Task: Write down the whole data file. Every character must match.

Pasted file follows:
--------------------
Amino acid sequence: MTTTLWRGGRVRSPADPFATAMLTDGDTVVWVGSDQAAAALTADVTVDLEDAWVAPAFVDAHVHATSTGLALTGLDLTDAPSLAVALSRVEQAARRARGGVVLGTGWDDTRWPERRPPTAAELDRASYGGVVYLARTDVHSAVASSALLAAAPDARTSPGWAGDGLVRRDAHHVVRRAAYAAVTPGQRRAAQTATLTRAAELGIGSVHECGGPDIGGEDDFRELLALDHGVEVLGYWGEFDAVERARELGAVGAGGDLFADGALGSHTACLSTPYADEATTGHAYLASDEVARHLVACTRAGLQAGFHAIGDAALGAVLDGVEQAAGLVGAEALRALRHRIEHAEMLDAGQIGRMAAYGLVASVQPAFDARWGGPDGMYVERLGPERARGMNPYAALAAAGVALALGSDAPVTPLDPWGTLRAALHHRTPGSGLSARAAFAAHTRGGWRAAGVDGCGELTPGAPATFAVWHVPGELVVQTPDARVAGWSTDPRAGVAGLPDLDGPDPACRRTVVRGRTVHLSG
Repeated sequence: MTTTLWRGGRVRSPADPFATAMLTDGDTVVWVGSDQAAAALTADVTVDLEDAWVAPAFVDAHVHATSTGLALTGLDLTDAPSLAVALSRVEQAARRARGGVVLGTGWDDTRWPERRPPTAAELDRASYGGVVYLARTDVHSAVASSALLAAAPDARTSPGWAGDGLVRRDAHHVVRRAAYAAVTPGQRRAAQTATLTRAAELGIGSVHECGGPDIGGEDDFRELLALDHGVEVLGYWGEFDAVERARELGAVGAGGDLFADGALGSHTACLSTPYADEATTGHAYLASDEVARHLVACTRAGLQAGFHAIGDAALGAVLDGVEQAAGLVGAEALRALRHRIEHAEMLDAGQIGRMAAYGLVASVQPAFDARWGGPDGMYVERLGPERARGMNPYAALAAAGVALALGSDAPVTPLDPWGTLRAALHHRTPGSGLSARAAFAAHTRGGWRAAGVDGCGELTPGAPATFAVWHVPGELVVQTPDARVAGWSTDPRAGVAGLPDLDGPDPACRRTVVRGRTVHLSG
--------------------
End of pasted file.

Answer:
Amino acid sequence: MTTTLWRGGRVRSPADPFATAMLTDGDTVVWVGSDQAAAALTADVTVDLEDAWVAPAFVDAHVHATSTGLALTGLDLTDAPSLAVALSRVEQAARRARGGVVLGTGWDDTRWPERRPPTAAELDRASYGGVVYLARTDVHSAVASSALLAAAPDARTSPGWAGDGLVRRDAHHVVRRAAYAAVTPGQRRAAQTATLTRAAELGIGSVHECGGPDIGGEDDFRELLALDHGVEVLGYWGEFDAVERARELGAVGAGGDLFADGALGSHTACLSTPYADEATTGHAYLASDEVARHLVACTRAGLQAGFHAIGDAALGAVLDGVEQAAGLVGAEALRALRHRIEHAEMLDAGQIGRMAAYGLVASVQPAFDARWGGPDGMYVERLGPERARGMNPYAALAAAGVALALGSDAPVTPLDPWGTLRAALHHRTPGSGLSARAAFAAHTRGGWRAAGVDGCGELTPGAPATFAVWHVPGELVVQTPDARVAGWSTDPRAGVAGLPDLDGPDPACRRTVVRGRTVHLSG
Repeated sequence: MTTTLWRGGRVRSPADPFATAMLTDGDTVVWVGSDQAAAALTADVTVDLEDAWVAPAFVDAHVHATSTGLALTGLDLTDAPSLAVALSRVEQAARRARGGVVLGTGWDDTRWPERRPPTAAELDRASYGGVVYLARTDVHSAVASSALLAAAPDARTSPGWAGDGLVRRDAHHVVRRAAYAAVTPGQRRAAQTATLTRAAELGIGSVHECGGPDIGGEDDFRELLALDHGVEVLGYWGEFDAVERARELGAVGAGGDLFADGALGSHTACLSTPYADEATTGHAYLASDEVARHLVACTRAGLQAGFHAIGDAALGAVLDGVEQAAGLVGAEALRALRHRIEHAEMLDAGQIGRMAAYGLVASVQPAFDARWGGPDGMYVERLGPERARGMNPYAALAAAGVALALGSDAPVTPLDPWGTLRAALHHRTPGSGLSARAAFAAHTRGGWRAAGVDGCGELTPGAPATFAVWHVPGELVVQTPDARVAGWSTDPRAGVAGLPDLDGPDPACRRTVVRGRTVHLSG